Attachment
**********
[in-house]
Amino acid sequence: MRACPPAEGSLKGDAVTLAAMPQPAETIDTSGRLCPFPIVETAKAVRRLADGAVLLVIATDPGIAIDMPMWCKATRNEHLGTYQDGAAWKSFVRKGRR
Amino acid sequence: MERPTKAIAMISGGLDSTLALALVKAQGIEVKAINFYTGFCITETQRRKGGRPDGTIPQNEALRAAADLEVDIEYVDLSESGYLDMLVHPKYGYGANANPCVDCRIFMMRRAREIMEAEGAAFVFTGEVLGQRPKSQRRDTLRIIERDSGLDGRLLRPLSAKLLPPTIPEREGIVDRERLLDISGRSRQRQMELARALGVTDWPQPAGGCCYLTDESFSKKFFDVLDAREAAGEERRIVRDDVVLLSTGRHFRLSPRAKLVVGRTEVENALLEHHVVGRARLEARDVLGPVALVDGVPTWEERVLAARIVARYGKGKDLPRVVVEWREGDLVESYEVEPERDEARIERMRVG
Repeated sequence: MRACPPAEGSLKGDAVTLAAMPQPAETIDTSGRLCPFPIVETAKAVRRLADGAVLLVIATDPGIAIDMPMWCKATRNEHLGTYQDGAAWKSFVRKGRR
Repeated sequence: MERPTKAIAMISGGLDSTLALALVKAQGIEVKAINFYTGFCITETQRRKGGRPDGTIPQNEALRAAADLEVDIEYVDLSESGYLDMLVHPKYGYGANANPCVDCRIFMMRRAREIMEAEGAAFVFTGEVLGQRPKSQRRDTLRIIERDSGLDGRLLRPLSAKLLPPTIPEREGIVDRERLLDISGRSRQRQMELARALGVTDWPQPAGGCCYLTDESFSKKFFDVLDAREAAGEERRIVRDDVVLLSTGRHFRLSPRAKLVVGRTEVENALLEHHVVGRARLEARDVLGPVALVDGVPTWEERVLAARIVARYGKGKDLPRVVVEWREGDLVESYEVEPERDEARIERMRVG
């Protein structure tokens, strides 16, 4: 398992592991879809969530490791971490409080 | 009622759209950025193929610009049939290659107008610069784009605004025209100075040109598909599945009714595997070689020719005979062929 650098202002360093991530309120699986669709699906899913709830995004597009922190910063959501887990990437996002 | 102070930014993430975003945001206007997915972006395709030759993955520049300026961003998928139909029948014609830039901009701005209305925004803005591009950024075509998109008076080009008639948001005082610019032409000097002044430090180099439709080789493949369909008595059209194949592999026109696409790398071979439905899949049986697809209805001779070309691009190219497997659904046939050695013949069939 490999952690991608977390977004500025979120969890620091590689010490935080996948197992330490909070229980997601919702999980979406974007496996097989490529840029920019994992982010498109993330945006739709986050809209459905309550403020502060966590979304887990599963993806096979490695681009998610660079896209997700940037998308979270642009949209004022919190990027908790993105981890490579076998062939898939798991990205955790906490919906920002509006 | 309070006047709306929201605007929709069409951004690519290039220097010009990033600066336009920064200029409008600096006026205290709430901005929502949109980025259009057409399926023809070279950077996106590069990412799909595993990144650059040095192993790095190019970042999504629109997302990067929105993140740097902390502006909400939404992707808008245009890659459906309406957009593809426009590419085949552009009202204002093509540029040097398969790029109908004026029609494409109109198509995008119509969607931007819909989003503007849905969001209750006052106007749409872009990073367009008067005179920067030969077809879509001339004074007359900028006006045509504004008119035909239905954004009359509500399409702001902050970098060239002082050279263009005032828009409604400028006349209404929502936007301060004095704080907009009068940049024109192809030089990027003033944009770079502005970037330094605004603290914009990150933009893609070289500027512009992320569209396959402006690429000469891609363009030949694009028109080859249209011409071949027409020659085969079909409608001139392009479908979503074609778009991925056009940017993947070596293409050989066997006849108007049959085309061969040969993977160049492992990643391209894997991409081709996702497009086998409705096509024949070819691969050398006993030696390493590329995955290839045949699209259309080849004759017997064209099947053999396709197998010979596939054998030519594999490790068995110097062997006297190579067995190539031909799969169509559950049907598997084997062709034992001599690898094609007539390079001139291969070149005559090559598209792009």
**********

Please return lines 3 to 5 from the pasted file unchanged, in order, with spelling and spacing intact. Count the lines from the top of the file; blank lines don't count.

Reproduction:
Amino acid sequence: MERPTKAIAMISGGLDSTLALALVKAQGIEVKAINFYTGFCITETQRRKGGRPDGTIPQNEALRAAADLEVDIEYVDLSESGYLDMLVHPKYGYGANANPCVDCRIFMMRRAREIMEAEGAAFVFTGEVLGQRPKSQRRDTLRIIERDSGLDGRLLRPLSAKLLPPTIPEREGIVDRERLLDISGRSRQRQMELARALGVTDWPQPAGGCCYLTDESFSKKFFDVLDAREAAGEERRIVRDDVVLLSTGRHFRLSPRAKLVVGRTEVENALLEHHVVGRARLEARDVLGPVALVDGVPTWEERVLAARIVARYGKGKDLPRVVVEWREGDLVESYEVEPERDEARIERMRVG
Repeated sequence: MRACPPAEGSLKGDAVTLAAMPQPAETIDTSGRLCPFPIVETAKAVRRLADGAVLLVIATDPGIAIDMPMWCKATRNEHLGTYQDGAAWKSFVRKGRR
Repeated sequence: MERPTKAIAMISGGLDSTLALALVKAQGIEVKAINFYTGFCITETQRRKGGRPDGTIPQNEALRAAADLEVDIEYVDLSESGYLDMLVHPKYGYGANANPCVDCRIFMMRRAREIMEAEGAAFVFTGEVLGQRPKSQRRDTLRIIERDSGLDGRLLRPLSAKLLPPTIPEREGIVDRERLLDISGRSRQRQMELARALGVTDWPQPAGGCCYLTDESFSKKFFDVLDAREAAGEERRIVRDDVVLLSTGRHFRLSPRAKLVVGRTEVENALLEHHVVGRARLEARDVLGPVALVDGVPTWEERVLAARIVARYGKGKDLPRVVVEWREGDLVESYEVEPERDEARIERMRVG